Are there any sitcom revivals that haven't happened, that you think could be interesting, that you might like to see yourself?

Nothing comes to mind. It's funny, because the shows that I loved the most are, again, moments in time. I wouldn't want to see "Cheers" today. I wouldn't want to see, these actors are no longer with us, but "The Dick Van Dyke Show," or "The Mary Tyler Moore Show," or that kind of thing. Now, you could take a show, you can imagine a show like "All in the Family," which was such a strong concept and say, "Oh, maybe something could be done with that in these political days." I know it's been tried a thousand times, and I realize that Norman Lear just struck gold with that cast. It took him three tries to get that cast right, but he struck gold. And again, it was of its era. So I like it when a show reflects the time it was in. It'd be like — I'll leave it at that. I don't want to force this metaphor.

Since you've worked in sitcoms for a long time now, going back as far as "Wings" and "Frasier," how do you feel like the sitcom has evolved? Has anything significantly changed about how we bring comedy to audiences in this TV package?

Yeah, the biggest change has been the dominance of single camera over multi-cam in the marketplace today. My theory is it came about, in part, because of reality shows and because of things like YouTube, where people were getting used to a steady diet of shows that felt more real than the sitcoms that they were watching. And filmmakers wanted to take advantage of that form. It felt more like a movie, it felt more subtle and all that.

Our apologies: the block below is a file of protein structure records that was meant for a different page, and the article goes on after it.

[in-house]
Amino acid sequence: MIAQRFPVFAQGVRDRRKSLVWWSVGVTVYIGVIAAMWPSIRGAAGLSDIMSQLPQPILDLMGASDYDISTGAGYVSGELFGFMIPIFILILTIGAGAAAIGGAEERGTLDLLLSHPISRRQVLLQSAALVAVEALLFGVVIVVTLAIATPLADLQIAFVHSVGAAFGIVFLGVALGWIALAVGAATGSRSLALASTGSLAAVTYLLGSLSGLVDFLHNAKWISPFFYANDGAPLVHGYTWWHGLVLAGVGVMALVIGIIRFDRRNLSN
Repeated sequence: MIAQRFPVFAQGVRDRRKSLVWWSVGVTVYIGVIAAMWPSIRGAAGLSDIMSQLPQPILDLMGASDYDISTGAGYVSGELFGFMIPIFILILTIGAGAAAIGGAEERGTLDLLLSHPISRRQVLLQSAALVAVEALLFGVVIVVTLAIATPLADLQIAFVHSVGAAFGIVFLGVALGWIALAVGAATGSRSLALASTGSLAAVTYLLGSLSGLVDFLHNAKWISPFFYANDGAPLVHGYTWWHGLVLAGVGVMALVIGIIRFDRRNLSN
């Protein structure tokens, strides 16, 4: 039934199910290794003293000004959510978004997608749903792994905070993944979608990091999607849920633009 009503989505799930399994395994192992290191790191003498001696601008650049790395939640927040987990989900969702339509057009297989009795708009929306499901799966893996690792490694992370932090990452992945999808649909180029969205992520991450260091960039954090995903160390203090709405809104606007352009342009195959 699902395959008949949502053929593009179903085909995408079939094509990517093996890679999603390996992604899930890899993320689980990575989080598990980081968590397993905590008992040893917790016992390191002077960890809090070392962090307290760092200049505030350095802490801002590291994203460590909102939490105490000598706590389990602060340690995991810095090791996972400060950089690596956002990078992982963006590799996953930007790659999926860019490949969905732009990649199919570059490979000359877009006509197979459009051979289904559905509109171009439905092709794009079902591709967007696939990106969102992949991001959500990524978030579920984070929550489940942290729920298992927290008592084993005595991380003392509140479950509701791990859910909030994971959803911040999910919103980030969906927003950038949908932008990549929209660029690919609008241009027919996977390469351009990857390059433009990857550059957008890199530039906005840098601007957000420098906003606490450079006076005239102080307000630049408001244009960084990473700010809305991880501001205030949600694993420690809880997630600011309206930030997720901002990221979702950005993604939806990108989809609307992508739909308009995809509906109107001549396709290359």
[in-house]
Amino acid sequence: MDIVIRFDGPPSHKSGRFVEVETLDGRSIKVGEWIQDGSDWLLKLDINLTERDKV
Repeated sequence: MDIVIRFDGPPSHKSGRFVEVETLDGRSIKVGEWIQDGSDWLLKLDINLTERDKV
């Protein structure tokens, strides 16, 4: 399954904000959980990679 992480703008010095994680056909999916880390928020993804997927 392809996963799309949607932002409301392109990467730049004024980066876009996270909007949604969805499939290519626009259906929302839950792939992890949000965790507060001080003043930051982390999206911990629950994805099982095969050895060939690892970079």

But at the same time, you have things like "Friends" and "Frasier" and all sorts of wonderful multi-cams, "Everybody Loves Raymond," that have been on, that are still very popular on streamers. Even "Full House" was rebooted, because it was popular with younger people. So I don't know, I'm a little bit rambling, but the multi-cam is a form that you almost have to overcome these days. Because it feels a little bit retro, but I'm convinced that somebody will come along and do it, and create another show that audiences enjoy as much as, say, a "Friends." But now the audience is so fragmented, that it could never quite be the phenomenon that show was.

Obviously, this is a show that is about a sitcom revival. So I was wondering how would you feel if ABC wanted to revisit "Modern Family" in a decade or so? Is that something that you would want take part in? Would you rather somebody else do it? Is that something that interests you at all?

Right now, that does not interest me. I'm really enjoying doing something new. I'm so proud of "Modern Family." It was a dream experience. I loved that cast with all my heart, and everybody who worked on that show, but I look at it as a completed work. It's of its time, and I'm not looking to revisit that. And if down the line, there becomes a compelling creative reason to do so, I could revisit it at that time. But ultimately, it doesn't seem like something that I would choose to jump back into.

Well, thanks for taking the time to talk to me, Steven, I really appreciate it. I loved "Reboot," and I hope that we hear about a second season sometime soon.

I appreciate it. Thank you. I'm really proud of this show, and I'm glad people are responding, and I appreciate you saying that. So thank you.

The first three episodes of "Reboot" are streaming on Hulu now, and new episodes debut on Tuesdays through October 25, 2022.